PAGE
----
The environments I'm looking to create will be similar to the games I mentioned, with the possibility of using some more advanced lighting than they offer. Still, I believe XNA can handle this just as well by just implementing the needed shaders. It's really too soon to make the decision, but I'd like to at least be looking and not have to make the wrong decision and possibly have to redo months of work.
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#4 modi123_1  Icon User is online

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Re: Unity vs. XNA for future 2D games

Posted 12 June 2013 - 12:15 PM

On all honestly you'll be writing code as you progress. The important part is the global game concepts, right? Those are typically language agnostic. If you rock out Monogame/XNA then go for it. That's what I am using and not really keep on moving out of it quite yet.
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#5 Semus  Icon User is offline

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Re: Unity vs. XNA for future 2D games

Posted 12 June 2013 - 12:20 PM

View Postmodi123_1, on 12 June 2013 - 12:15 PM, said:

On all honestly you'll be writing code as you progress. The important part is the global game concepts, right? Those are typically language agnostic. If you rock out Monogame/XNA then go for it. That's what I am using and not really keep on moving out of it quite yet.


The issue is that it may be a year or two before I'm ready to actually start writing code for this game. Not only is the game nowhere near fleshed out (on paper), but I am nowhere near ready to write code based on my level of programming knowledge.

Having said that, I wanted to make sure that XNA would still be around when the time came for the actual code implementation. It looks as if MonoGame might keep XNA alive for quite awhile, and that's good news.
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#6 modi123_1  Icon User is online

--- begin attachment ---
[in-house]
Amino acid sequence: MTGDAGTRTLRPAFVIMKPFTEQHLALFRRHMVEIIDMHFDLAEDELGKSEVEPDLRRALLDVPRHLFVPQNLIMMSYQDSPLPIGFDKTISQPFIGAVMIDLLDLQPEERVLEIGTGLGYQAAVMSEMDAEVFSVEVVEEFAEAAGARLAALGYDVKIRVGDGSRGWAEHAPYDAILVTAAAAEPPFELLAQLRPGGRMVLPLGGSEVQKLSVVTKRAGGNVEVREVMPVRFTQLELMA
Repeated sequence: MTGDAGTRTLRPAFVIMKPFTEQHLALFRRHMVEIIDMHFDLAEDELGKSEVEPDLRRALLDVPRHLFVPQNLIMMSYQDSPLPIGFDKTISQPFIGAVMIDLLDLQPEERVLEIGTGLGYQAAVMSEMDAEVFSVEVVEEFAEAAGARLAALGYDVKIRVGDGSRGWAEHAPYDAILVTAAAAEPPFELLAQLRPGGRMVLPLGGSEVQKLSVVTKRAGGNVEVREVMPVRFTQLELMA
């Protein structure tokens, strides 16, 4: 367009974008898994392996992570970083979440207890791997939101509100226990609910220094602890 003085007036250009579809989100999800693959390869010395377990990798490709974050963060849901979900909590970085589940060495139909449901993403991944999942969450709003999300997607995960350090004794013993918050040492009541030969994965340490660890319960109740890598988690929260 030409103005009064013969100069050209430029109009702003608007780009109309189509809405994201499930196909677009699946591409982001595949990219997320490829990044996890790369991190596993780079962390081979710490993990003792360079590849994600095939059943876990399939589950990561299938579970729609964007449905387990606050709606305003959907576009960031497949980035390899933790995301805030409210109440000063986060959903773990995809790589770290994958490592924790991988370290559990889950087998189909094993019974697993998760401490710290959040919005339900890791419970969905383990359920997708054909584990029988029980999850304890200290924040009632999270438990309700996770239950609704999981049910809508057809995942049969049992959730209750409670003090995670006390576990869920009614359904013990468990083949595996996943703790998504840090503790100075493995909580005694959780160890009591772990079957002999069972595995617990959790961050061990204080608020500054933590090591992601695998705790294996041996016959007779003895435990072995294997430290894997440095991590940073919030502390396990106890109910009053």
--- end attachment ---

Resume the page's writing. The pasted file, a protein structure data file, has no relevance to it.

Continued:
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Re: Unity vs. XNA for future 2D games

Posted 12 June 2013 - 12:29 PM

mm.. then you should probably be asking this question a year from now when you are ready to start up coding. I mean I am not going to obsessively worry about a bridge I am going cross year from now.. sure it's a concern but nothing I am going to grind into stone now.
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#7 Semus  Icon User is offline

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Re: Unity vs. XNA for future 2D games

Posted 12 June 2013 - 12:47 PM

True, I could worry about it a year from now, but as I said, I want to be as prepared as I can when the time comes to make a decision on which framework/engine to go with. It never hurts to be prepared.

Still, I have a long way to go before I could consider myself ready to start implementing the game's foundation/mechanics/features. It's going to be a long road ahead, but I'm loving every minute of it.
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#8 modi123_1  Icon User is online

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Re: Unity vs. XNA for future 2D games

Posted 12 June 2013 - 12:52 PM

As I said - I am certain both will be around in some form (just like how there are batch games running around), but I wouldn't stress over it. If anything keep an eye on the monogame and unity twitter feed, check in once and a while, but keep focused on the here and now.
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#9 BBeck  Icon User is offline

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Re: Unity vs. XNA for future 2D games

Posted 12 June 2013 - 06:23 PM

I think Modi is correct. I always say "there's no sense burning a bridge until after you've crossed it."

XNA and Unity are really two different things. It's kind of apples and oranges. XNA is a framework that mostly simplifies access to DirectX and provides core game functionality. Unity is a game engine. Unity is much higher level and you won't be getting nearly as deep into what you're doing.